Economic Policy Review ISSN 1313 - 0544

Regulation and Growth. Case of Bulgaria

Author: Veliko Dimitrov / 26.01.2007
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The last Index of Economic Freedom (1) was published early in January for the 12 th year in a row. In this year's edition there have been ranked 157 countries (2) against a list of 50 independent variables divided into 10 broad indicators. According to the average value of those ten factors each country finds a respective place in the rating, while the higher the score equates to the greater the level of government interference in the economy and logically the less economic freedom enjoy people living there. Numerous studies have demonstrated a clear and sound relationship between welfare of a nation and the extent to which government bodies are involved in carrying out economic activities.

Studied countries are grouped together in four general categories: free, mostly free, mostly unfree and repressed. According to the index this year Bulgaria ranks on 64 th place (out of 157 countries), getting total score of 2,88 points, which places it into the group of mostly free economies. There is a strong correlation between per capita income and the group a country falls into, which is explicitly illustrated by the next table:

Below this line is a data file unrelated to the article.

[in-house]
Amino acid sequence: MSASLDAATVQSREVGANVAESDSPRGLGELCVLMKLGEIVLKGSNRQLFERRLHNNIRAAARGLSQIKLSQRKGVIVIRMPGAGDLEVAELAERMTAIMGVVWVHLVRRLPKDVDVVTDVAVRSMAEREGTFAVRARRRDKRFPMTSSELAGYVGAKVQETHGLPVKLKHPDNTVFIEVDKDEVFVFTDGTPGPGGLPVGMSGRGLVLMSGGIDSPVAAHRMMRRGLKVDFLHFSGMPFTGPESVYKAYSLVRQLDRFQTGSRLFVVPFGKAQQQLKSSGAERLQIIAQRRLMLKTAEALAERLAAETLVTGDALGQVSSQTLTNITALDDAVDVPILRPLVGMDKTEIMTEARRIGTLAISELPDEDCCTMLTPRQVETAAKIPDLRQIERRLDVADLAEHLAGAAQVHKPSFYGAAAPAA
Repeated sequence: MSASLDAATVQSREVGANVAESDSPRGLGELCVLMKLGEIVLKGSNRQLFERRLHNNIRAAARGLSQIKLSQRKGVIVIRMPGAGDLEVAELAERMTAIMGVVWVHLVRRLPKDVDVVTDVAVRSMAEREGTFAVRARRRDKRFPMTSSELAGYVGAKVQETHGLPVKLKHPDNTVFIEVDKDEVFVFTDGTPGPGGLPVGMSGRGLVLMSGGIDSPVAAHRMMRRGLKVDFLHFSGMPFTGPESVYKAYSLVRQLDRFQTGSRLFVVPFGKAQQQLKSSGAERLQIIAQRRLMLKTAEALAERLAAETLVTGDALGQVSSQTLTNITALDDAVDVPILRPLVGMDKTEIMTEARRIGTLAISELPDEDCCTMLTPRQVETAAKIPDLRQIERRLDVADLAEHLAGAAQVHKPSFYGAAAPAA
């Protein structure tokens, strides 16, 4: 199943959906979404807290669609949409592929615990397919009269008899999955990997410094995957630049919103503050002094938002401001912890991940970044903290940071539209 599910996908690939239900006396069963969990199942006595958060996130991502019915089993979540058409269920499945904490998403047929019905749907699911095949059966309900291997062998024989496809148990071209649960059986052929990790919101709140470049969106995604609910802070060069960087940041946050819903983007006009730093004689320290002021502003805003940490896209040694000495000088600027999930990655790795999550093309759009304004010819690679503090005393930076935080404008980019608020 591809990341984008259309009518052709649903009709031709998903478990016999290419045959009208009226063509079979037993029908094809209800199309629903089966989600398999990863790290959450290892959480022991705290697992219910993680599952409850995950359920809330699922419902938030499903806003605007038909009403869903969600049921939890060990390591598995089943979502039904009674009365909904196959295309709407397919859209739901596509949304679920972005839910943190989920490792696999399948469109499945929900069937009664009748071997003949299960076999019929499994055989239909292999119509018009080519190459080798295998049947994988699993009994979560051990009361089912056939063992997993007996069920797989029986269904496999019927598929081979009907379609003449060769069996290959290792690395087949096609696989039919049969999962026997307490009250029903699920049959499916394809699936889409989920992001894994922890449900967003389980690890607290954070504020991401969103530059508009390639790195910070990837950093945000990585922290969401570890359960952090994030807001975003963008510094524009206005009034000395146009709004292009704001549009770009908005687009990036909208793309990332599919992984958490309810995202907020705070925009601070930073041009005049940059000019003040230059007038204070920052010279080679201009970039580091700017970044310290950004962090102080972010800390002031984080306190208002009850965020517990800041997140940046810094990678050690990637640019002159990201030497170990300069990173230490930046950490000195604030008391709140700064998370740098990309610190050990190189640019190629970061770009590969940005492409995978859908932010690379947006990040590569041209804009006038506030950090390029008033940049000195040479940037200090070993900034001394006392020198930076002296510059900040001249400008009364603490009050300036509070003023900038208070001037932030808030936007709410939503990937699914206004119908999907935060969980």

Table 1

 

Free

Mostly free

Mostly unfree and repressed

Per capita income ( PPP )

30 997

dollars / year

13 531

dollars / year

under 4 300

dollars / year

 

One of the indicators composing the index (factor #9: Regulation) measures direct state intervention in service and commodity, financial and labor markets, besides the difficulties one could have starting a business (entering a market) and developing it as well. Following variables are being evaluated within this factor:

•  Licensing requirements to operate a business

•  Ease of obtaining a business license

•  Corruption within the bureaucracy

•  Labor regulations, such as established workweeks, paid vacations and parental leave, as well as selected labor regulations

•  Environmental, consumer safety and worker health regulations

•  Regulations that impose a burden on business

 

Solely according to the aggregated score of this indicator Bulgaria is far beneath the average level – after the marking system based on five grades that is being used here – gets 4 points which means that a very high level of regulatory burdens is imposed on the economy (the less the score, the fewer the barriers and the easier one tackles with them).

From the point of view of a firm, each form of regulation sucks financial resources out of its budget and thus embarrasses its smooth functioning. Fulfilling administrative criteria implies covering costs, which are not directly connected to its main activity but take effect on its financial results – slash the profit and reduce to the same extent the internal sources of capital. Narrowing the volume of the profit that can be reinvest, leads logically either to less investments or to the same level of investments however burdened with higher risk because funds must be raised partially by taking a credit. Therefore, the stricter the regulatory system regarding entrepreneurs, the harder they carry out business activities and the lower the profitableness they achieve.